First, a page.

The Mighty Kenai River
The Kenai River is a Sportfishing Paradise
No fishing thrill matches the feeling you get when a King Salmon strikes and your reel starts to zing as the big fish takes line at will. Your heart jumps to your throat as the giant leaps from the water and you get the first glimpse of your Kenai River King.
See our Russian River Fishing page.
The Kenai River King Salmon are the largest in the world. The record caught in 1985, was over 97 pounds. In addition to the big Kings in June and July, the Kenai River boasts a huge number of Sockeye (Red) Salmon in July, and in August and September there is a good run of the acrobatic Silver (Coho) Salmon. Dolly Varden and Rainbow Trout are also numerous.
From the Alaska.gov website:
The river is for everyone’s enjoyment – there is no such thing as a personal fishing hole. Courtesy and common sense make everyone’s experience more enjoyable. Fishing regulations may change annually or by emergency order, so check current regulations before fishing. Complete harvest records immediately for king salmon or rainbow trout you keep.
Different fishing methods are popular in different river reaches – please don’t buck the trend. Drift fishing through backtrollers, or backbouncing or backtrolling in the middle of an occupied drift is not only discourteous, it is dangerous. It may cause confusion, tangled or cut lines, hot tempers and accidents.
Landing a salmon on the Kenai River is a challenge in itself. A net held in the air, or in an upright position, means that someone in that boat has a “fish on”. Help those lucky enough to hook one by pulling in your line and steering your boat out of the way.
Fish experience shock when caught. Treat a fish you intend to release carefully and release it before it is totally “played out”. Remove the hook while the fish is in the water and if it cannot be released easily, cut the leader. An exhausted fish may need to be gently supported in the water. Breakaway sinker rigs greatly reduce gear lost to snags and help prevent disruptions to others. It is illegal to gaff fish on the Kenai River or to lift any fish you do not intend to keep out of the water.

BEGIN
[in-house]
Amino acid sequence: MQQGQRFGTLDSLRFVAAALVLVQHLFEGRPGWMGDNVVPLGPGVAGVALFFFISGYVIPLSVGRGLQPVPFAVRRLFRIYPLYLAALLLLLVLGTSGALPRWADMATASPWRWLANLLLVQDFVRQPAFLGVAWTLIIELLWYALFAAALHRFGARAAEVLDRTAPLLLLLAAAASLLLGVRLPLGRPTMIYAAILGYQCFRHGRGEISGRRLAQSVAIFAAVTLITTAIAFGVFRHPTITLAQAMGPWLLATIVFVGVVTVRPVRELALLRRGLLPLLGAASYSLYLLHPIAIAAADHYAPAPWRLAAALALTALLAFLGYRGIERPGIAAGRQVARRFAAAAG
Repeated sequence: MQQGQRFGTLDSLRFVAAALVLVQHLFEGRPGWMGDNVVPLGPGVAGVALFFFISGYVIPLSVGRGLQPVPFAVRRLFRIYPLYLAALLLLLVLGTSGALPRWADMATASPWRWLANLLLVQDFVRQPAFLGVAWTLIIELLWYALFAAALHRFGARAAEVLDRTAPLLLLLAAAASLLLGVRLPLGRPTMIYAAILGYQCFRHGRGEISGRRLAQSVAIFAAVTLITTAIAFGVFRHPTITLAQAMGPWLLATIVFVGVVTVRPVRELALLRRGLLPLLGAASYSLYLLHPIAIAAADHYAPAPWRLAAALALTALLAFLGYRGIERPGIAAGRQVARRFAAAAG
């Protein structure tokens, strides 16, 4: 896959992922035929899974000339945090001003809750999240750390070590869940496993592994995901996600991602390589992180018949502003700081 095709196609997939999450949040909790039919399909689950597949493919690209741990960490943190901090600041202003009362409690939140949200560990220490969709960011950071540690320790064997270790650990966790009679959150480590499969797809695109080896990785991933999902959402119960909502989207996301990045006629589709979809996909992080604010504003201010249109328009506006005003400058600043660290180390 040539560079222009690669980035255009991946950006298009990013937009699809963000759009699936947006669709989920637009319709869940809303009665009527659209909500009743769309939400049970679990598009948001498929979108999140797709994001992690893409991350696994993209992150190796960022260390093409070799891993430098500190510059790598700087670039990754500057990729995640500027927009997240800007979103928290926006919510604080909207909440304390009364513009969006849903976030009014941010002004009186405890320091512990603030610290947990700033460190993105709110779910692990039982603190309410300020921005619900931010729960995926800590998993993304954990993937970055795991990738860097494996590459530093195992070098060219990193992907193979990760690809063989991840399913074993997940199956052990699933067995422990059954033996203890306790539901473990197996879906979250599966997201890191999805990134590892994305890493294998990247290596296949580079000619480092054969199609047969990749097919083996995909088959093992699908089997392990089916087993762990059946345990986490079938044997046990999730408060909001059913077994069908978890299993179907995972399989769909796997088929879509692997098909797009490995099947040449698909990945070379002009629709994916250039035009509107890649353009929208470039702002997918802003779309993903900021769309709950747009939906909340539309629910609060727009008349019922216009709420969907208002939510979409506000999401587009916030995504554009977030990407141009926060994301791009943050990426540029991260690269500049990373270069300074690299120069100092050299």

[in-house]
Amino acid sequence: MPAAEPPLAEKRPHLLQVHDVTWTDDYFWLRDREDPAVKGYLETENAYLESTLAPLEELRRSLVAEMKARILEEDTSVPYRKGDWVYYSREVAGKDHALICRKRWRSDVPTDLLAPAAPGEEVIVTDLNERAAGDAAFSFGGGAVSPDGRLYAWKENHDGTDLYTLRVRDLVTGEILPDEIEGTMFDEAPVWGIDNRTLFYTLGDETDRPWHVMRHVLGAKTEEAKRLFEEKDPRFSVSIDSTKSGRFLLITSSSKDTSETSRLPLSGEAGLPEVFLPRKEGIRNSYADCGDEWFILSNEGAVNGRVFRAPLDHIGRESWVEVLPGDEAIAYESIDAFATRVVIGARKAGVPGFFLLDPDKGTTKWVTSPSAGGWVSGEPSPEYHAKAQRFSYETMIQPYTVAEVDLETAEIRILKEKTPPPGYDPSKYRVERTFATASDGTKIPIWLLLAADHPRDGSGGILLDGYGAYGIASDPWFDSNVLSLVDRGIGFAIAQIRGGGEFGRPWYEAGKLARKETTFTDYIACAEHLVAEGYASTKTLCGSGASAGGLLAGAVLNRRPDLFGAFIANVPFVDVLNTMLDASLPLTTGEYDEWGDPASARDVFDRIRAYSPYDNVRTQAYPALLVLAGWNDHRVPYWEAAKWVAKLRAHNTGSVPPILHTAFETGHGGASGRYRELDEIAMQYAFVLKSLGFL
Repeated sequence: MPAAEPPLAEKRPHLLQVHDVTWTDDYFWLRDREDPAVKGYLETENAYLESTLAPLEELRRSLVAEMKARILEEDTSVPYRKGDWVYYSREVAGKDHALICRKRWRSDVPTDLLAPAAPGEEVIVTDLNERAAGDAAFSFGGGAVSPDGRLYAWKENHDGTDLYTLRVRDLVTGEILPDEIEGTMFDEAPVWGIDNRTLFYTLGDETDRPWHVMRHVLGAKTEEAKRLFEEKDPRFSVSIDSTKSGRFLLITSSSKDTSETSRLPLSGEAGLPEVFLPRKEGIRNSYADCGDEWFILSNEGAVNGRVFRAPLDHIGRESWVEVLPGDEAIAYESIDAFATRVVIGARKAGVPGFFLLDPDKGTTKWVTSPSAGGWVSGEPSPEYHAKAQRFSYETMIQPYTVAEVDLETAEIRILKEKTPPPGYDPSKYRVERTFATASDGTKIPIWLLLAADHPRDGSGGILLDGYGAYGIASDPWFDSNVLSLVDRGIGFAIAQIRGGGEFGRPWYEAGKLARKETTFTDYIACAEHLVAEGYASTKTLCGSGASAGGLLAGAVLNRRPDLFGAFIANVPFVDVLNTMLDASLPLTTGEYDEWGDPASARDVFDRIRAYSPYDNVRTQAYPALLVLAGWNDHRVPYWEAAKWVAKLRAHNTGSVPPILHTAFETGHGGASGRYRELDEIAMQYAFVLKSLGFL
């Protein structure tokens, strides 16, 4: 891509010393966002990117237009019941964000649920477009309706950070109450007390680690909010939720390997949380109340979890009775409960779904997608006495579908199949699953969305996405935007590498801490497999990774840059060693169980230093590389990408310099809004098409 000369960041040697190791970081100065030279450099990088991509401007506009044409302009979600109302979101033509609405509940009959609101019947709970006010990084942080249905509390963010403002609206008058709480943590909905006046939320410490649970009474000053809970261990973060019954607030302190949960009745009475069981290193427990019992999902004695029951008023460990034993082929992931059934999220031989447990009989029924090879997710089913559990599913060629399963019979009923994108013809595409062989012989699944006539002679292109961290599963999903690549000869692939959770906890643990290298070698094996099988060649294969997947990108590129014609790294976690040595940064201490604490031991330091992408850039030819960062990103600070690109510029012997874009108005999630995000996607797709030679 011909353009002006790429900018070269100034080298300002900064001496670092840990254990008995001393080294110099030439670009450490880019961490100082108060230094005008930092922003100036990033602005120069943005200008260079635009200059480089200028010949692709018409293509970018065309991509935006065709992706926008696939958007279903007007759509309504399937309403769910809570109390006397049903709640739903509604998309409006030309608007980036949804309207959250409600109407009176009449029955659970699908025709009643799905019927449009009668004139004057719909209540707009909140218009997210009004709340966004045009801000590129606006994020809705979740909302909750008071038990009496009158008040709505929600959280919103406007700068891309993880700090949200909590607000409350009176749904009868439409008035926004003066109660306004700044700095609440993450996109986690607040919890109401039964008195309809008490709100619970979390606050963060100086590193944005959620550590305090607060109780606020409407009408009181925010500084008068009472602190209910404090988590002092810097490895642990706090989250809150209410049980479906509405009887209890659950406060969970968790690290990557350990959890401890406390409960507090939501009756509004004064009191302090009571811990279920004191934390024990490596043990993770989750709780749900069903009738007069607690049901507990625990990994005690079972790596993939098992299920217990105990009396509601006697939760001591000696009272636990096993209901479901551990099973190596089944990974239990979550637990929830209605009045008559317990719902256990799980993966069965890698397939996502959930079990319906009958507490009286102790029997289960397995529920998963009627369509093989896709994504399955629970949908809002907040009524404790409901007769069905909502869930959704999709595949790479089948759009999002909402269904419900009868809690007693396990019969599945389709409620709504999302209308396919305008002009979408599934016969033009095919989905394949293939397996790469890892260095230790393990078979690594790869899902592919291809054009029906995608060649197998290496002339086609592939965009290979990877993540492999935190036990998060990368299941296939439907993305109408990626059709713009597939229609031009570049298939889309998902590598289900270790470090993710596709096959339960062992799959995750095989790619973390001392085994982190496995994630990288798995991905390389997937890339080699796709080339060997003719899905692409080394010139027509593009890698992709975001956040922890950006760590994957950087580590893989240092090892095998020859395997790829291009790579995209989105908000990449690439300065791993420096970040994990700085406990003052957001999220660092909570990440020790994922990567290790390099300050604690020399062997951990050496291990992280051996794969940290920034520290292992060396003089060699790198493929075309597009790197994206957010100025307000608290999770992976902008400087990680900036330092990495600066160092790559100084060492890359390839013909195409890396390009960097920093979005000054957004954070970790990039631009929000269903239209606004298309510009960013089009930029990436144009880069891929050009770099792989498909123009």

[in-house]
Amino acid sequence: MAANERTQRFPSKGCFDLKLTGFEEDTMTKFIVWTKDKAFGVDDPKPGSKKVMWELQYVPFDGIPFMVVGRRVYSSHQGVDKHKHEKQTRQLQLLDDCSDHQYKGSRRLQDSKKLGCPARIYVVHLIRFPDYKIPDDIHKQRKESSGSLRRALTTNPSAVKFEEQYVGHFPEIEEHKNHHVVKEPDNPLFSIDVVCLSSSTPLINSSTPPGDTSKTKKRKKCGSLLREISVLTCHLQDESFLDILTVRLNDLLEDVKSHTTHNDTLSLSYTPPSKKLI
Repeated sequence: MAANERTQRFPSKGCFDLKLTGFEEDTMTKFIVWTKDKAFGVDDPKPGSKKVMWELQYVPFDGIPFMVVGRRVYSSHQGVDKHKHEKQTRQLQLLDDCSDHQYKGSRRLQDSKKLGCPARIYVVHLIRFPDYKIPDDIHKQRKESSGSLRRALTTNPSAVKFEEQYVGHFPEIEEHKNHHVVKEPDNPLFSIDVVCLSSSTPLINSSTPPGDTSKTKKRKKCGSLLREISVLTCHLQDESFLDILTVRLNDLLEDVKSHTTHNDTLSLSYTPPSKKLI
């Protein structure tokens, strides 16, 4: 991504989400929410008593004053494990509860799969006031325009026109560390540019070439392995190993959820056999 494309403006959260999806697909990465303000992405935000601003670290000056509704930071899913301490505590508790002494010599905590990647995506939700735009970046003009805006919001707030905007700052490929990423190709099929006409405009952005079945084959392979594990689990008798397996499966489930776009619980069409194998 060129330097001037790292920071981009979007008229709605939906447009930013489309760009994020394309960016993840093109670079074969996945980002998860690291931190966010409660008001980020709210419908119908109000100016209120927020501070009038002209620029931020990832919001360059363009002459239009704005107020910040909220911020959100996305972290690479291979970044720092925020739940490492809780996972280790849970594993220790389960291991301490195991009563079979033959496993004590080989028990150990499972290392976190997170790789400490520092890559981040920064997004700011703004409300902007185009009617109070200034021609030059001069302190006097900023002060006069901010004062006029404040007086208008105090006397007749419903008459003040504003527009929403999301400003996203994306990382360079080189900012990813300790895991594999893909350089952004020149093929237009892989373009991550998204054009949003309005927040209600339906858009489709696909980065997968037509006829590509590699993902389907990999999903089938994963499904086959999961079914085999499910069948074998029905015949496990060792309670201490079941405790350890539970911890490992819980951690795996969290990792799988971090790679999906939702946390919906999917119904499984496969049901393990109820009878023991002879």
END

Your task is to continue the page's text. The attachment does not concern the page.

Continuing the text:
Fish & Game Dept.:
The Alaska Department of Fish and Game has a great website for Kenai River areas to fish, regulations, and loads of maps.
Alaska Dept. Fish & Game Website
Where to Start:
From Anchorage – The famous Kenai River is just 90 minutes south of Anchorage on the Sterling Highway. Halibut and other saltwater fishing is within a three hours drive of Anchorage. Prince William Sound (Whittier) is just over an hour away; Resurrection Bay (Seward) is 2.5 hours; and Kachemak Bay (Homer) is 5 hours south. (There are quick commuter flights to both Seward and Homer.)
Fishing in Bear Country:
You are responsible for your own safety in Kenai River bear country. In any outdoor activity – fishing, wildlife viewing, hiking, hunting, picnicking, berry picking, even going to work – you may encounter bears. Be aware of your surroundings and conditions, especially in times of low light and areas of low visibility. Look up and around every few minutes. Check the immediate area for fresh bear signs. Consider moving to a different spot if such signs are encountered. Make plenty of noise. Go out with a friend or a group of friends. Let someone know your trip plans.
Don’t make it easy for bears to find food – garbage, birdseed, picnics, fish, or game, for example. When you catch a fish you intend to harvest, immediately kill your fish, then bleed it into the water. Bleeding into the water quickly clears the blood from the fish, thus improving quality. It also reduces the chance that blood, which may attract the attention of bears, will get onto clothing or the stream bank.
If you see a bear:
When you are fishing the Kenai River and you see a bear, and if the bear approaches you, give the bear plenty of room to move on. If the bear continues to approach, stop fishing and move away. Give a splashing fish slack, or cut the line. Take your equipment and fish so bear does not associate angling activity with food. See our bear safety page for more information.